Two Over One (2/1) Game Forcing is a natural, 5-card major bidding system. When the auction begins 1D/H/S, a simple 2-level response in a new suit is forcing to game.

Responder promises 13+ points in the following 6 sequences:


Opener
1D

Responder
2C


Opener
1H

Responder
2C


Opener
1H

Responder
2D


Opener
1S

Responder
2C


Opener
1S

Responder
2D


Opener
1S

Responder
2H


Why Play 2/1?

2/1 offers the psychological reassurance that you'll never be accidentally dropped in a partscore. Have you ever made a "forcing" rebid with 17 points and watched partner pull out the Pass card? If so, you might know what I mean.

As for actual science, 2/1 saves bidding space by curtailing the need for strong jump bids by either player. This extra space can be used to bid games and slams more precisely.

Here's a Standard American auction that's undermined by a strong jump shift:

West
SAKQT65
H4
DA92
C863

East
SJ4
HAKT972
DQ85
CAK

West
1S
3S
Pass
East
3H
4S

East feels obligated to jump shift with a strong one-suiter. West, unfortunately, can do little but rebid spades. East then guesses to sign off, since West's spades could be as meager as SAxxxxx. A good-looking small slam is consequently missed.

Playing 2/1, however, the auction can be much crisper:

West
1S
3S
4D
5D2
6C4
Pass
East
2H
4C
4NT1
5NT3
6S

1 Roman Key Card Blackwood 1430
2 3 key cards
3 Asking for side kings
4 No side kings

East initially establishes a game force with 2H. West then jump shifts in spades - a special rebid in 2/1 that shows a strong running suit. (With weaker spades, he could simply rebid 2S.)

East then happily upgrades his spade holding and initiates a slam sequence.


Drawbacks of 2/1

The 1NT Forcing Convention

So invitational hands are excluded from 2/1 responses. What do you do with them?

When the auction begins with 1H or 1S, invitational hands get funneled into the 1NT Forcing convention, showing 6-12 points instead of the standard 6-10.

This creates some potential challenges:

  • 1NT Forcing may not adequately describe responder's shape
  • You can longer stop in 1NT when your side opens one of a major
  • 1NT Forcing may require opener to make some awkward rebids, especially with balanced shape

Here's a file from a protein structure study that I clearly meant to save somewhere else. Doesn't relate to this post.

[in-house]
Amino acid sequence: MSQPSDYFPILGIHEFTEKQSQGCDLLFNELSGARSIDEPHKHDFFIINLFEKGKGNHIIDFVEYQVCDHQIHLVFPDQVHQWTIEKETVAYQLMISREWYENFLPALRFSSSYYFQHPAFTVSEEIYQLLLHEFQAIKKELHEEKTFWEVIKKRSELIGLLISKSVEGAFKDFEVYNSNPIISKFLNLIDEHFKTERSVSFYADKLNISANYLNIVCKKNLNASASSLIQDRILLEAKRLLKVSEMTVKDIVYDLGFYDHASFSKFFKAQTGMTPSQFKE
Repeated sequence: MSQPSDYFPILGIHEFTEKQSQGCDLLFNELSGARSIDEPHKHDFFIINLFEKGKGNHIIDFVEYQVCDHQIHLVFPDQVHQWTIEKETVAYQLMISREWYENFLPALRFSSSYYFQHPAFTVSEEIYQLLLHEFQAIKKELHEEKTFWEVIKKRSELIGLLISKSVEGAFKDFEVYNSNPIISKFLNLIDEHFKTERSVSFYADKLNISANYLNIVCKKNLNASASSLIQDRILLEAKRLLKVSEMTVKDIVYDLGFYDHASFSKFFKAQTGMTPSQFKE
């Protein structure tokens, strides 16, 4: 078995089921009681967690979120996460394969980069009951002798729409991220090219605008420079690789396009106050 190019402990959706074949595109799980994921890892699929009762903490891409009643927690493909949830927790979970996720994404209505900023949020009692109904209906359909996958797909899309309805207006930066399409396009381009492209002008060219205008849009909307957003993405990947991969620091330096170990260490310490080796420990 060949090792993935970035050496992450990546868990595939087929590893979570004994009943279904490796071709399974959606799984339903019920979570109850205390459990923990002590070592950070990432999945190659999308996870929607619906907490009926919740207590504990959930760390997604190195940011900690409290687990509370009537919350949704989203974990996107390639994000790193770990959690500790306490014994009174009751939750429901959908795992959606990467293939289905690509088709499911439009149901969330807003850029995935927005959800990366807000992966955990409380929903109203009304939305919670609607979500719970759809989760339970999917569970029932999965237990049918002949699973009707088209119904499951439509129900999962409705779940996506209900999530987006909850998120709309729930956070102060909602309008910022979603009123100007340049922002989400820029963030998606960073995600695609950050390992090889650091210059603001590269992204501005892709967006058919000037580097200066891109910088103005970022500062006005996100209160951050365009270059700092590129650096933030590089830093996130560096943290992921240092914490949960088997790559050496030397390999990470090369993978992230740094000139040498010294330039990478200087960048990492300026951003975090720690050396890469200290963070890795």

Bill Root and Richard Pavlicek once wrote that 1NT Forcing is like a carburetor that helps power a car. It's not pretty but does its job. Well, Audrey Grant's book "2 Over One Game Force" dedicates 45 pages to 1NT Forcing. Imagine buying a new car with an Owner's Manual containing 45 pages about carburetor maintenance.

Take a look at these problematic hands:

West
SKQT87
HK94
D53
CA72

East
SA
HAQJ83
D9742
CT64

West
1S
Pass
North
Pass
Pass
East
1NT
Pass
South
3D

East initially responds with 1NT Forcing because his hand is too weak for a 2H game-force. But 1NT masks East's heart suit, and the partnership misses its 8-card fit.

Another example:

West
SAK653
HK62
DQ74
C84

East
ST7
HQ9
D532
CKQJ52

West
1S
2D
Pass
East
1NT
2S

This time East bids 1NT Forcing with a lighter hand. West is stuck - he can't pass in case East has invitational values. Lacking a suitable rebid, West rebids his diamond fragment. The auction concludes in a less-than-ideal contract.


Partnership Agreements

The computer scientist Andrew Tanenbaum once quipped, "The nice thing about standards is that you have so many to choose from." This sentiment could easily be applied to 2/1. No two books about the system are exactly alike.

Some aspects of 2/1 that warrant partnership discussion:

  • Is a 2/1 response 100% game-forcing? What are the exceptions?
  • Do jump shift responses become weak or invitational?
  • Does opener promise extra values if he reverses over a 2/1 response?
  • What do opener's no-trump rebids mean?

An example of this last bullet:

S AJ3
H AQJ762
D 4
C K85

Partner
1S
3NT
You
2H
?

3NT normally shows a strong balanced hand in Standard American bidding. What does it promise if 2H is game-forcing, though? Some pairs treat it as 12-14 points, preferring to reserve the 2NT rebid for good hands that want to explore slam.

Memorization of such sequences can be taxing, especially given their infrequency. In short, thorough partnership conversations are necessary to make the most of 2/1.

See also

  • When Is the 2/1 Game-Force "Off"?
    Exceptions to the 2/1 "game-forcing" rule. This includes responses in competition and other possible agreements per experts like Mike Lawrence and Max Hardy.